The stretch of Northern NSW Coast beach between Kingscliff and Cabarita is rapidly earning a reputation as a major hot-spot for shark activity.

Yesterday afternoon a dead whale washed up on the beach at Casuarina, just to the North of Cabarita. Several sharks were seen feeding on the carcass as it washed towards the beach on the popular stretch of surf coast.

The arrival of the dead cetacean prompted local authorities and surf clubs to issue warnings about the likely presence of sharks. They also closed the beaches at Salt, Casuarina, Cabarita, Hastings, North Pottsville and South Pottsville.

This morning the typically busy lineup at Cabarita was empty, save two brave souls who were happy to run the gauntlet.

The whale carcass incident comes in the wake of a recent incident where a foil boarder was knocked from his board at Cabarita Point by a large Great White. In early June, surfer Rob Pedretti was fatally attacked on the same stretch of beach.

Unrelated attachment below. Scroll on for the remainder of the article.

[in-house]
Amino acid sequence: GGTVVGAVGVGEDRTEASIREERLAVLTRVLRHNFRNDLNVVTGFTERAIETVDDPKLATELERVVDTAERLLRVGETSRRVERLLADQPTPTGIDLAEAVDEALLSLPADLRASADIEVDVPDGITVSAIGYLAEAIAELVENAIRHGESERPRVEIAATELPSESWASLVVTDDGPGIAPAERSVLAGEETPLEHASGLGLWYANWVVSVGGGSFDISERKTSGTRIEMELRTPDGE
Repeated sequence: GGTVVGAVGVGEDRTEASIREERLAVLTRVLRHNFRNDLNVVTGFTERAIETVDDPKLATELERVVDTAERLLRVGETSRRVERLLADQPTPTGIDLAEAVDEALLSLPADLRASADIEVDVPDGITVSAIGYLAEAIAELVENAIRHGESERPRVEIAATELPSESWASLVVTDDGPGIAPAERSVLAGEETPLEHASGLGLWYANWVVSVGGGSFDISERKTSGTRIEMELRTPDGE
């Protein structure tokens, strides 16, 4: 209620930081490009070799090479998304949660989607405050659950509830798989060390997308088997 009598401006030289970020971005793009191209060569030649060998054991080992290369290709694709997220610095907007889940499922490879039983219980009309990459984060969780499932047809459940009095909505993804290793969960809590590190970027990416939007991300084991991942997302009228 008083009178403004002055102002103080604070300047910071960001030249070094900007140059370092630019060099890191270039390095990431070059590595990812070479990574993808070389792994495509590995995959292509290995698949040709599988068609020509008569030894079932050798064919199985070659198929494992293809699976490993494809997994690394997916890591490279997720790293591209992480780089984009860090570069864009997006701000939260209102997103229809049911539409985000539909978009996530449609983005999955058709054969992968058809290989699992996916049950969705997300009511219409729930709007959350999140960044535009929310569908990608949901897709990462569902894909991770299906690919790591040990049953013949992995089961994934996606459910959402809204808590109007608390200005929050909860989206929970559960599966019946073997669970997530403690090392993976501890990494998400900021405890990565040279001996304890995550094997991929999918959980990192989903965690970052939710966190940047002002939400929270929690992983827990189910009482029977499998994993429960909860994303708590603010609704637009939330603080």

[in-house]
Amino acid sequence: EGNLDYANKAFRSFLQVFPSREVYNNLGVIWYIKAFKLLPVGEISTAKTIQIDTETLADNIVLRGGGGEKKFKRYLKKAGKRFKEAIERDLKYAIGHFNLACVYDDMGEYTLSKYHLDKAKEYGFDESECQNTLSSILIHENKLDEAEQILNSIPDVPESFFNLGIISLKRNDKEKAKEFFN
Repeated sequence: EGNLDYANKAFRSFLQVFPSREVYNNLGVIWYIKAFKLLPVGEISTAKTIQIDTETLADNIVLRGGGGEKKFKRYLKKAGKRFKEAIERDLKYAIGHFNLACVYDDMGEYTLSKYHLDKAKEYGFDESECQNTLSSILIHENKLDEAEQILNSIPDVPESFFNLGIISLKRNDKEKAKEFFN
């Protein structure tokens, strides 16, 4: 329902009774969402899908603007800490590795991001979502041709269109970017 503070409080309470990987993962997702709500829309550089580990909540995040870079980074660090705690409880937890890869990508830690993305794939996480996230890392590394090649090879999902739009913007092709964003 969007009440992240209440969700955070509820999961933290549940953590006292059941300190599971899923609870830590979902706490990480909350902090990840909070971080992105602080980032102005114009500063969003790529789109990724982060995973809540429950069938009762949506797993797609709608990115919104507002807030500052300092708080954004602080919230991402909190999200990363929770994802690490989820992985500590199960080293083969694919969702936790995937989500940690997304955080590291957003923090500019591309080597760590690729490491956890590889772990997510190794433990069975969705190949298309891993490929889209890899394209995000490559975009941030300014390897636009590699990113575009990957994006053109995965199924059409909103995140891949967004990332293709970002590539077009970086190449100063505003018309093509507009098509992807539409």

“It’s in the back of your mind all the time now,” suggested local surfer Damian Martin. “I use to go and hunt the empty peaks along the beach, but now I don’t even think about it and stick to the point.”

The growing number of dead whales washing up on East Coast shores has popularised a new term – 'biohazard'. Disposing of the giant sea creatures is a challenge for authorities who have to either tow them out to sea and let them sink or bury them. The third alternative is to allow the sharks to do the work, feeding off a carcass until it has been stripped. While perhaps the most natural solution this option places swimmers and surfers at a higher level of risk. 

As the number of migrating whales increases on the east coast, it's likely that dealing with dead whales will become a more frequent problem for coastal authorities.